# Proving summation identities [duplicate]

How would one go about proving the following identities?

$$\sum_{i=1}^n \sum_{i\neq j}^n \frac{z_i}{z_i-z_j} = \frac{n(n-1)}{2}$$ $$\sum_{i=1}^n \sum_{i\neq j}^n \frac{z_i^2}{z_i-z_j} = (n-1)\sum_{i=1}^n z_i$$ $$\sum_{i=1}^n \sum_{i\neq j}^n \frac{z_i^3}{z_i-z_j} = (n-1)\sum_{i=j}^n z_i^2+\sum_{i<j}^n z_i z_j$$ $$\sum_{i=1}^n \sum_{i\neq j}^n \frac{z_i^4}{z_i-z_j} = (n-1)\sum_{i=j}^n z_i^3+\sum_{i<j}^n z_i z_j(z_i+z_j)$$ $$\sum_{i=1}^n \sum_{i\neq j}^n \frac{z_i^5}{z_i-z_j} = (n-1)\sum_{i=j}^n z_i^4+\sum_{i<j}^n z_i z_j(z_i^2+z_i z_j +z_j^2)$$

I see the obvious pattern here. The problem is that the algebra involving the summation is giving me some difficulty.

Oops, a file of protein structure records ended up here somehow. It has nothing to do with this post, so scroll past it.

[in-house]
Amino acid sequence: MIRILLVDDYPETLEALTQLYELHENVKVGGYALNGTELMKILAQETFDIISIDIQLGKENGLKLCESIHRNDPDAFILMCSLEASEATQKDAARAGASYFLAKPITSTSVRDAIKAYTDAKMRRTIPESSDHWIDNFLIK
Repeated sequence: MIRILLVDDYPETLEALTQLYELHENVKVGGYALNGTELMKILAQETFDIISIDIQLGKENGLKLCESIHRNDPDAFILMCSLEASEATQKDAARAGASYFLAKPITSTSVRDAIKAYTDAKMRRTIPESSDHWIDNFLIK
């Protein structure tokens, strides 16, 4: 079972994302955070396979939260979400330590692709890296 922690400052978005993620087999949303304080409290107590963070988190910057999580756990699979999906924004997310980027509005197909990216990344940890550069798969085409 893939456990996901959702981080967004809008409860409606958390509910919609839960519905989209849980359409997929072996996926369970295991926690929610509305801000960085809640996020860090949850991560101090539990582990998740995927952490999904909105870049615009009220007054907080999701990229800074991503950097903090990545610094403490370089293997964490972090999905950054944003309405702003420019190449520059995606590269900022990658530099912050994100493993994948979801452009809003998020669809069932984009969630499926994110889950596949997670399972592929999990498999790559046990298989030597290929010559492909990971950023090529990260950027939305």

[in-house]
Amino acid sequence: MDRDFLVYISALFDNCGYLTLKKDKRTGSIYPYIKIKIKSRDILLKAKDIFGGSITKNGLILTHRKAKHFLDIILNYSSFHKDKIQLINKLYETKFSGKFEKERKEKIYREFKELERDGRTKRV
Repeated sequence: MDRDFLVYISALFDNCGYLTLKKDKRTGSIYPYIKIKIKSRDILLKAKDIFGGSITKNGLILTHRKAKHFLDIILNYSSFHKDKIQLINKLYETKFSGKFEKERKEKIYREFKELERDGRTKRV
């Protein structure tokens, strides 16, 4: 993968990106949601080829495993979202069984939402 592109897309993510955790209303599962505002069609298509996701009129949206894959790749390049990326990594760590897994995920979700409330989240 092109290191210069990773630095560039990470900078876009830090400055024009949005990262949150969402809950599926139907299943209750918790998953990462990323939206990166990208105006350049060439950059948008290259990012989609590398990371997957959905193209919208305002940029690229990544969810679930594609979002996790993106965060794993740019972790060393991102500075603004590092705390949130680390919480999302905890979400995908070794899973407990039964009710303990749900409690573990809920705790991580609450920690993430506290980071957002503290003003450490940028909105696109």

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## marked as duplicate by Peter Taylor, TMM, Davide Giraudo, Ayman Hourieh, JonathanJan 12 '14 at 17:35

What is $\large\left\{z_{i}\right\}$ ?. – Felix Marin Jan 12 '14 at 2:33

$\sum_{i=1}^{n}\sum_{i \neq j}^n \frac{z_i}{z_i-z_j}$ $=\sum_{i=1}^{n}\sum_{i \neq j}^n \left(1+\frac{z_j}{z_i-z_j} \right)=n(n-1)-\sum_{i=1}^{n}\sum_{i \neq j}^n \frac{z_j}{z_i-z_j}.$
You can now use the same strategy to split $\frac{z_i^2}{z_i-z_j}=\frac{(z_i^2-z_j^2)+z_j^2}{z_i-z_j}=(z_i+z_j)+\frac{z_j^2}{z_i-z_j}$